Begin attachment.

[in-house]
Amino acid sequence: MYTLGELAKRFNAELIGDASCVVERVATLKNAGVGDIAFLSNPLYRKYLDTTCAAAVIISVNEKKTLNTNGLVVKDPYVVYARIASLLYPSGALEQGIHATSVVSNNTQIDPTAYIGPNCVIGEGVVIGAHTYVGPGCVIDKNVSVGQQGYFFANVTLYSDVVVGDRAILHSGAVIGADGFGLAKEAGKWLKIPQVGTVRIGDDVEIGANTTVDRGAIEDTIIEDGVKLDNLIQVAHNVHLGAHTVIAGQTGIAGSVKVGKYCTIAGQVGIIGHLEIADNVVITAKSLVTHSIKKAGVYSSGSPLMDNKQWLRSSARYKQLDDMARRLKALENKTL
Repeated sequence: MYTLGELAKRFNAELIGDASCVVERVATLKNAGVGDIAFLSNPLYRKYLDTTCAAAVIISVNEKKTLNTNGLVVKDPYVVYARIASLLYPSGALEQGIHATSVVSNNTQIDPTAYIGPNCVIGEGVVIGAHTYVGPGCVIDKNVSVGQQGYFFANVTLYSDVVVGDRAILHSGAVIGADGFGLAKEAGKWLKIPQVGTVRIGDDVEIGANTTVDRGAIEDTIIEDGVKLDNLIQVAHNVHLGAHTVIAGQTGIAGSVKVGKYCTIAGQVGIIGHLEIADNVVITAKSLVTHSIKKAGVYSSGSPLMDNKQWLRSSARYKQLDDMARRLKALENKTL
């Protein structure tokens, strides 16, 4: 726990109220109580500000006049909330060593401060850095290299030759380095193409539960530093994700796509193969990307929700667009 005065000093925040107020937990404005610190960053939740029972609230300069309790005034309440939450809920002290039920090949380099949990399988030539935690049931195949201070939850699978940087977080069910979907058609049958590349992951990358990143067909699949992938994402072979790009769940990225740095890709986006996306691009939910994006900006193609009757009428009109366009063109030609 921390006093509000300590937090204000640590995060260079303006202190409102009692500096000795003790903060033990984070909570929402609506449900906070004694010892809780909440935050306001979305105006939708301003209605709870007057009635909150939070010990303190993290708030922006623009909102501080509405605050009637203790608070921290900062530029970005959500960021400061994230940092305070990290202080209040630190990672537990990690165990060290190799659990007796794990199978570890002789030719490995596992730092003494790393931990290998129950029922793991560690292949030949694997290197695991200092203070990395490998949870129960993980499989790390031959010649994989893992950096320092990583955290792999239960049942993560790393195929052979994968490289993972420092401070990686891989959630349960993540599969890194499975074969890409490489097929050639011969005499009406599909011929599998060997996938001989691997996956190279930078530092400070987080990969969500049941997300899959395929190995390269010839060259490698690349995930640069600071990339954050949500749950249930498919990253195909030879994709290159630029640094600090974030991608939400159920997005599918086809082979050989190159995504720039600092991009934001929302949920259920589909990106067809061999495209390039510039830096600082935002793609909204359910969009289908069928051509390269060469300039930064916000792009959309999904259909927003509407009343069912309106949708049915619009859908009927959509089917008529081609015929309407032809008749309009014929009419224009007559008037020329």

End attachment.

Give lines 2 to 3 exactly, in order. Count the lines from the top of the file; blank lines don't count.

Amino acid sequence: MYTLGELAKRFNAELIGDASCVVERVATLKNAGVGDIAFLSNPLYRKYLDTTCAAAVIISVNEKKTLNTNGLVVKDPYVVYARIASLLYPSGALEQGIHATSVVSNNTQIDPTAYIGPNCVIGEGVVIGAHTYVGPGCVIDKNVSVGQQGYFFANVTLYSDVVVGDRAILHSGAVIGADGFGLAKEAGKWLKIPQVGTVRIGDDVEIGANTTVDRGAIEDTIIEDGVKLDNLIQVAHNVHLGAHTVIAGQTGIAGSVKVGKYCTIAGQVGIIGHLEIADNVVITAKSLVTHSIKKAGVYSSGSPLMDNKQWLRSSARYKQLDDMARRLKALENKTL
Repeated sequence: MYTLGELAKRFNAELIGDASCVVERVATLKNAGVGDIAFLSNPLYRKYLDTTCAAAVIISVNEKKTLNTNGLVVKDPYVVYARIASLLYPSGALEQGIHATSVVSNNTQIDPTAYIGPNCVIGEGVVIGAHTYVGPGCVIDKNVSVGQQGYFFANVTLYSDVVVGDRAILHSGAVIGADGFGLAKEAGKWLKIPQVGTVRIGDDVEIGANTTVDRGAIEDTIIEDGVKLDNLIQVAHNVHLGAHTVIAGQTGIAGSVKVGKYCTIAGQVGIIGHLEIADNVVITAKSLVTHSIKKAGVYSSGSPLMDNKQWLRSSARYKQLDDMARRLKALENKTL